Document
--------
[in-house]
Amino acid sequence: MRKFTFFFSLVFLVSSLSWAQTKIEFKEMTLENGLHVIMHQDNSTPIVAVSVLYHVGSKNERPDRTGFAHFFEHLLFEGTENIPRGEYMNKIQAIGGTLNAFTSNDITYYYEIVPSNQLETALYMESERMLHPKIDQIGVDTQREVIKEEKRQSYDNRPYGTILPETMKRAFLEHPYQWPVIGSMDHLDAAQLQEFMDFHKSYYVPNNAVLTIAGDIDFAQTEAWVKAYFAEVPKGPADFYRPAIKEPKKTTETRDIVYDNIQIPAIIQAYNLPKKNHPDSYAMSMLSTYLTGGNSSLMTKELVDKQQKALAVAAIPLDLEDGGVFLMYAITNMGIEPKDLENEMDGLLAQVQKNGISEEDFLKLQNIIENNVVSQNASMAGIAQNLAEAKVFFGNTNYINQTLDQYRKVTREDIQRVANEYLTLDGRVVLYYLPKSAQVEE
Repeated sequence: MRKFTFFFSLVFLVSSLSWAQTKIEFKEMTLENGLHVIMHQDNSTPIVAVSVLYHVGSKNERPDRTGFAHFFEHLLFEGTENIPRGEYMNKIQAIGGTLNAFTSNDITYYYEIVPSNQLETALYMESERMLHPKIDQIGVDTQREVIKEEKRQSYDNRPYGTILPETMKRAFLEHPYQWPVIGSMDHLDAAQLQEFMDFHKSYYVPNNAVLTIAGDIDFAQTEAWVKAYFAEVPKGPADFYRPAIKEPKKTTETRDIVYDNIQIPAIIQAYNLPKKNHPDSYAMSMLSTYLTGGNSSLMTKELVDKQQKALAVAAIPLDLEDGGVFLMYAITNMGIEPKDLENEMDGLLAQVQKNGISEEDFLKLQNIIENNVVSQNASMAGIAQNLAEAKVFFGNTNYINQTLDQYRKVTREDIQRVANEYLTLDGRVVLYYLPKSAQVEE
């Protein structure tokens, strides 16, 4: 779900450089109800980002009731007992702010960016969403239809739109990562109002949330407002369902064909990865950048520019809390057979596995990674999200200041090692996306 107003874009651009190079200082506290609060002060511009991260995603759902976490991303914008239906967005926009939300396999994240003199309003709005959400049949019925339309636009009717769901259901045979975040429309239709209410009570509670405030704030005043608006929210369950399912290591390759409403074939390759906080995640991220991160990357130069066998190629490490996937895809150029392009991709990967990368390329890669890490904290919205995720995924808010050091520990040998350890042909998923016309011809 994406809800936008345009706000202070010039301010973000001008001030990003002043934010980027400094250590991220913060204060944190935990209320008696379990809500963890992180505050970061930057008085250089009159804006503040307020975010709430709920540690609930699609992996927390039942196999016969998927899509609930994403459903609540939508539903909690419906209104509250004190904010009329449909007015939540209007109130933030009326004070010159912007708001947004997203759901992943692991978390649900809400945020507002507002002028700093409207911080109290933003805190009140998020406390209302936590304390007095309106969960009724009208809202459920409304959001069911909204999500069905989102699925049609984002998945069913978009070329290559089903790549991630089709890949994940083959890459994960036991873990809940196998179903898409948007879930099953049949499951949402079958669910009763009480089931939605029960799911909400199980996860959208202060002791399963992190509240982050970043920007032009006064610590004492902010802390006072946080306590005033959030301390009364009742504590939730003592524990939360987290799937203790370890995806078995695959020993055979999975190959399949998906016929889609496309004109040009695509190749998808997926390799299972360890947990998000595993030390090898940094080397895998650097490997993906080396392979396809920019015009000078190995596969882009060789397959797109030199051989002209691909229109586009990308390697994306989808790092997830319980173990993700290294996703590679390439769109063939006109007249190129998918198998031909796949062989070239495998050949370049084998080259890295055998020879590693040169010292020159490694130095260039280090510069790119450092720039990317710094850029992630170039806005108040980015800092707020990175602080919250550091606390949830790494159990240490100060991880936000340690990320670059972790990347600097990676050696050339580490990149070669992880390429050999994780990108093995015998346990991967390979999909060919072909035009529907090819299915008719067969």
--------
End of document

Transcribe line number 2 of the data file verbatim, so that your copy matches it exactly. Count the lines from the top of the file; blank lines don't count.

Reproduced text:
Amino acid sequence: MRKFTFFFSLVFLVSSLSWAQTKIEFKEMTLENGLHVIMHQDNSTPIVAVSVLYHVGSKNERPDRTGFAHFFEHLLFEGTENIPRGEYMNKIQAIGGTLNAFTSNDITYYYEIVPSNQLETALYMESERMLHPKIDQIGVDTQREVIKEEKRQSYDNRPYGTILPETMKRAFLEHPYQWPVIGSMDHLDAAQLQEFMDFHKSYYVPNNAVLTIAGDIDFAQTEAWVKAYFAEVPKGPADFYRPAIKEPKKTTETRDIVYDNIQIPAIIQAYNLPKKNHPDSYAMSMLSTYLTGGNSSLMTKELVDKQQKALAVAAIPLDLEDGGVFLMYAITNMGIEPKDLENEMDGLLAQVQKNGISEEDFLKLQNIIENNVVSQNASMAGIAQNLAEAKVFFGNTNYINQTLDQYRKVTREDIQRVANEYLTLDGRVVLYYLPKSAQVEE